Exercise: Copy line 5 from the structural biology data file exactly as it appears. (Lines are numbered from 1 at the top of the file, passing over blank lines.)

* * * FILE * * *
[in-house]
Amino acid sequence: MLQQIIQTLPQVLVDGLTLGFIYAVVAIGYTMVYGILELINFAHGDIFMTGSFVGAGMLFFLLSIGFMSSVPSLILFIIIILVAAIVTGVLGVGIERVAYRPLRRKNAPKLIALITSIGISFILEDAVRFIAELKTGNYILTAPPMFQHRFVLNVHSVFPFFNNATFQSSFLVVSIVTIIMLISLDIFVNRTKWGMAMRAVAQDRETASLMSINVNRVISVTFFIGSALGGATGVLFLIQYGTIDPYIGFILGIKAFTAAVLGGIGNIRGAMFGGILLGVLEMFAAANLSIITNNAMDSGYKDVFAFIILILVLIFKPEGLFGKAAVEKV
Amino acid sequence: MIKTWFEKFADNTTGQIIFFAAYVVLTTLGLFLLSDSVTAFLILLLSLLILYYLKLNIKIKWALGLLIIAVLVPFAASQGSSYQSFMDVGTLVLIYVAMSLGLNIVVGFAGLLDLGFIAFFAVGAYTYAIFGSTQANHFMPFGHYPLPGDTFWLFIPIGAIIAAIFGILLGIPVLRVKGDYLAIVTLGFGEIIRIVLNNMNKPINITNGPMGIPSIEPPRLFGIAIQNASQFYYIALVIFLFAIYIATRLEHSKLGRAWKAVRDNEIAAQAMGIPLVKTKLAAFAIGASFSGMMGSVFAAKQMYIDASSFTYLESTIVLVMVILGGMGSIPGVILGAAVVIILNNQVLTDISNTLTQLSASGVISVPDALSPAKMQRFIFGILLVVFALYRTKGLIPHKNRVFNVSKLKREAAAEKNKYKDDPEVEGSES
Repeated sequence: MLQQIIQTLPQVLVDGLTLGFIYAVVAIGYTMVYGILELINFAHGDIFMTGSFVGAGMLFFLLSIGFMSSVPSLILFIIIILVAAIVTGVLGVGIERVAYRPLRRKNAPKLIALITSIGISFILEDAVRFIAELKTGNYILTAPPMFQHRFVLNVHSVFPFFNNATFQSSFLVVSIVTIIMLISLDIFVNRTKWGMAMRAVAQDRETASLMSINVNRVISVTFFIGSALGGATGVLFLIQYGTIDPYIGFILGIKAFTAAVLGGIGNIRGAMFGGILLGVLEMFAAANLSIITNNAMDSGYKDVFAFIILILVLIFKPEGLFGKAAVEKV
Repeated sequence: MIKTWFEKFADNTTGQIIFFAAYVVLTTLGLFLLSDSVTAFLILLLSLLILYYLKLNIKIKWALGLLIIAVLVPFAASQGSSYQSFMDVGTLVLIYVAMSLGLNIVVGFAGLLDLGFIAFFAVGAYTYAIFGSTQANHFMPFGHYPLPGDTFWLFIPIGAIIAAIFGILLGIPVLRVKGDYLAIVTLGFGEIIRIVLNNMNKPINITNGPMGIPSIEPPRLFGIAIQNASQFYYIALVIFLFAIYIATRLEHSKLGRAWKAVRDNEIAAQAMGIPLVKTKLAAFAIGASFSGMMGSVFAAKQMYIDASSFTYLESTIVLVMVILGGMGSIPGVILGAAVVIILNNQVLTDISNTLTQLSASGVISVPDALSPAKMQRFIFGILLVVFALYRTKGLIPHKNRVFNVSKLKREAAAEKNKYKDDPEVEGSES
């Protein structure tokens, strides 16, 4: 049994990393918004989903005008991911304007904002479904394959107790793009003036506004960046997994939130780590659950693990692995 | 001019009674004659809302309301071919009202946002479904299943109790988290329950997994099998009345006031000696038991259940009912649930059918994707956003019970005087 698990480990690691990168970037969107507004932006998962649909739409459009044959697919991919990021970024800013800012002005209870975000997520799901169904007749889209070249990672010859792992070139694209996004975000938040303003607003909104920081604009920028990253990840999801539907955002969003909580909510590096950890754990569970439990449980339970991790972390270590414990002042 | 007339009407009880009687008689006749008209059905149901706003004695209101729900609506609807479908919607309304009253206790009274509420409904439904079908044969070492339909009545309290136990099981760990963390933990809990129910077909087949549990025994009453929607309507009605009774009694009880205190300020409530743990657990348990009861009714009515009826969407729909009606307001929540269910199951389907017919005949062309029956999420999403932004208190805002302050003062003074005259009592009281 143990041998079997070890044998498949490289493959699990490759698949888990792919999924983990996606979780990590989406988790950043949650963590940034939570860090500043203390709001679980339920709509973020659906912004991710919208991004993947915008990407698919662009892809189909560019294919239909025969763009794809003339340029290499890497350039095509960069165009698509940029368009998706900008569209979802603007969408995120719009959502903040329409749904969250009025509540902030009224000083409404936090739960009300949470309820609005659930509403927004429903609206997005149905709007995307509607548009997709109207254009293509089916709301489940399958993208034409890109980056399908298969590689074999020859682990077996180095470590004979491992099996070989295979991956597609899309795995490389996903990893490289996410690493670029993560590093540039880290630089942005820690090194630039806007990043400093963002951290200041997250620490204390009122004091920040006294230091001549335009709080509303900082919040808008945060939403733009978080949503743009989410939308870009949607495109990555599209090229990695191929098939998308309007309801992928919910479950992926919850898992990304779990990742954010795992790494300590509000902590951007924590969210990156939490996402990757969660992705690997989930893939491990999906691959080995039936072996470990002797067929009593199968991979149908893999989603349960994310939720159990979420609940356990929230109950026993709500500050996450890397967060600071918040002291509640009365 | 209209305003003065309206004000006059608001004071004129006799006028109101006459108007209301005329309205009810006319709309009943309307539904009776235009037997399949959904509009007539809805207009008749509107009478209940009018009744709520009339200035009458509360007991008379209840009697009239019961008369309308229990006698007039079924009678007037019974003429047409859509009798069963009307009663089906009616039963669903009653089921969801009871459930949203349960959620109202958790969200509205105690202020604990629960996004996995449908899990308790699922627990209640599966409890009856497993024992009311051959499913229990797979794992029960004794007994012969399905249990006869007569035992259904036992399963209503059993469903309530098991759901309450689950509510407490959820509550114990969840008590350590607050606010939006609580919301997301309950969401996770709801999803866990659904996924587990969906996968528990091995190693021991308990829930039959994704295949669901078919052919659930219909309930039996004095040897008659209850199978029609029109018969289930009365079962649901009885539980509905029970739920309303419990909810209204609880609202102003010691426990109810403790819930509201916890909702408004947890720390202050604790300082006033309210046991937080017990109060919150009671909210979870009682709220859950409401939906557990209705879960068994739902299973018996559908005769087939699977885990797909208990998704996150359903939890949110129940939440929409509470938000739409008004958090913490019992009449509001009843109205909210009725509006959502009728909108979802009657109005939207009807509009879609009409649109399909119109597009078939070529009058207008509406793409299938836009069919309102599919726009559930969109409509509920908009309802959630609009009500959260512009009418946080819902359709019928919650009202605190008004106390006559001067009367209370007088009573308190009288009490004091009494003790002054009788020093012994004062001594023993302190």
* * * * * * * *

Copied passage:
Repeated sequence: MIKTWFEKFADNTTGQIIFFAAYVVLTTLGLFLLSDSVTAFLILLLSLLILYYLKLNIKIKWALGLLIIAVLVPFAASQGSSYQSFMDVGTLVLIYVAMSLGLNIVVGFAGLLDLGFIAFFAVGAYTYAIFGSTQANHFMPFGHYPLPGDTFWLFIPIGAIIAAIFGILLGIPVLRVKGDYLAIVTLGFGEIIRIVLNNMNKPINITNGPMGIPSIEPPRLFGIAIQNASQFYYIALVIFLFAIYIATRLEHSKLGRAWKAVRDNEIAAQAMGIPLVKTKLAAFAIGASFSGMMGSVFAAKQMYIDASSFTYLESTIVLVMVILGGMGSIPGVILGAAVVIILNNQVLTDISNTLTQLSASGVISVPDALSPAKMQRFIFGILLVVFALYRTKGLIPHKNRVFNVSKLKREAAAEKNKYKDDPEVEGSES